By Clive Sin
If you have been waiting forever for the special one to reciprocate your love, fist bump, brother.
If your resume has been floating endlessly from one unsympathetic employer to another, my heart goes out to you too.
Let me hold your hand. Because nothing can compare to the torture of waiting when the endpoint is uncertain.
Waiting is a commitment to time, a surrender to unknown forces that paralyses us. While some of us are born with the unusual ability to find peace in uncertainty, most of us oscillate between pessimism and despair.
And yet, even through all the suffering, there is value to the act of waiting.
Waiting for something to happen creates a pause in our lives. It makes us feel as if we could be doing something more productive. Since our lives are usually jam packed with activities and a busy schedule is often taken as a marker for fulfillment, it is natural to feel this way.
But when we are forced to wait, it carves out a meaningful space for us to reflect.
According to the Harvard Business Review article published in 2017 Why You Should Make Time for Self-Reflection (Even If You Hate Doing It), waiting allows us to re-evaluate our choices and the effectiveness of the strategies we live by.
After some consideration, we might end up realising how to improve a job application or decide to move on from a hopeless cause of unrequited love. This delay in response usually leads to a better, more informed decision.
However, it is easier said than done. Waiting can feel like being trapped in a prison cell with no release date in sight.
From the confines of an actual prison cell, Nelson Mandela expressed his thoughts on his dire situation through a letter to his wife in 1975.
“At least, if for nothing else, the cell gives you the opportunity to look daily into your entire conduct, to overcome the bad and develop whatever is good in you.”
When we choose to reflect, we make better choices than if we rushed into meaningless tasks just to relieve the boredom.
In his 18 years of imprisonment on Robben Island, Mandela worked with other prisoners to organise education opportunities in prison, inspired a shared vision for South Africans with young fellow convicts and even completed a law degree before his release.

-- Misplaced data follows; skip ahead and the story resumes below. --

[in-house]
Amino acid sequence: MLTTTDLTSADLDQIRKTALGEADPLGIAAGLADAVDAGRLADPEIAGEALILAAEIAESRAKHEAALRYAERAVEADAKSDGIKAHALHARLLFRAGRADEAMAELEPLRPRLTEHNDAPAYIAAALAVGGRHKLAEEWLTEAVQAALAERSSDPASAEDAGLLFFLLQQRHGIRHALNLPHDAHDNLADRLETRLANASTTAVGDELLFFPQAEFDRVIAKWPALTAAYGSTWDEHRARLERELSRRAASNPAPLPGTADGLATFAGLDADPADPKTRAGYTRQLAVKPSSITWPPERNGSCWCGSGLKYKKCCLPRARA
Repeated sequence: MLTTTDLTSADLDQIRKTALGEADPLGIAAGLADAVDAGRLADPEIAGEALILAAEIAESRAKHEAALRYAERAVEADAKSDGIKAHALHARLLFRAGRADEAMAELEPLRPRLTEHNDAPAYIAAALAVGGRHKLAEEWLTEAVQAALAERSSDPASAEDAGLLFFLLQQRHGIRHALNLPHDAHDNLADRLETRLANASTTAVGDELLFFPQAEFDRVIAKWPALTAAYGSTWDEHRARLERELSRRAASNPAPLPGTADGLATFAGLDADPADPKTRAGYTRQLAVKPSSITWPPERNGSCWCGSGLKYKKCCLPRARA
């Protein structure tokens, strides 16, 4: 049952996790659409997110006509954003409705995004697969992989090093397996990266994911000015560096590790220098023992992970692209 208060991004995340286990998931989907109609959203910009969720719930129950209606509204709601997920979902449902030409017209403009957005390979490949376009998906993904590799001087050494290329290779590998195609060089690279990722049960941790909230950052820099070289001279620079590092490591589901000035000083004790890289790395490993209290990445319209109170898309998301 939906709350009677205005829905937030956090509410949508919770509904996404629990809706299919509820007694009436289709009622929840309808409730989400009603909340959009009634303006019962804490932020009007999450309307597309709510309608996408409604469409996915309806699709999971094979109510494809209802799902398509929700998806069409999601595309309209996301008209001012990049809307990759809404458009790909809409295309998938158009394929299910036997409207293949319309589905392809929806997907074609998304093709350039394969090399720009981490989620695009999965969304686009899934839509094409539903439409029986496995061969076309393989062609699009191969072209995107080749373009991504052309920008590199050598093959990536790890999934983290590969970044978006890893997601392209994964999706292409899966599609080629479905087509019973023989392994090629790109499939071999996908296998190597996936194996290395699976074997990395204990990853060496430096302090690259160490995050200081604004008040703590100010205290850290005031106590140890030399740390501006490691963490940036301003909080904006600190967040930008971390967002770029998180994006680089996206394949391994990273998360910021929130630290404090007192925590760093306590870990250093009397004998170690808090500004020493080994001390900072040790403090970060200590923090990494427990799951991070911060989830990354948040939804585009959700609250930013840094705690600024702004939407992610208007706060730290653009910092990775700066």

He could have given up, but chose to make himself useful during the wait.
You could be waiting for a loved one to come home, the ballot results for a Build-To-Order (BTO) flat — nothing remotely close to a prison sentence. Whatever it is, there is always something you can do.
Pick up a new skill even if it’s tying a cherry knot with your tongue. Your next infatuation may just find that hot. Save more money, because even if you do not get the BTO flat, you will be flinging cash into the next application.
Remember, events may be put on pause but you keep running your race called life. Reach out for that hammer and strike the phrase “Carpe diem — seize the day” onto your aching heart.
It is interesting how when we want something more, the waiting time seems to lengthen and we suffer more. But through that passage of time, we can find boundless opportunities to practice patience.
And that means subjecting ourselves to anxiety, failure and even boredom so that we can develop our endurance.
As English novelist Edward Bulwer-Lytton puts it, “Patience is not passive; on the contrary, it is active; it is concentrated strength.”
Patience is a form of self-restraint and resilience. It allows us to overcome the frustration and fears of giving up while sticking to our guns and mastering our skills.
Perhaps one day, we may wake up with the strength of a Jedi master.
Waiting is a commitment to time, and we mere mortals are bounded to it. Let us not perceive it as a leash tied around our necks, but as a measure of how far we can go in life.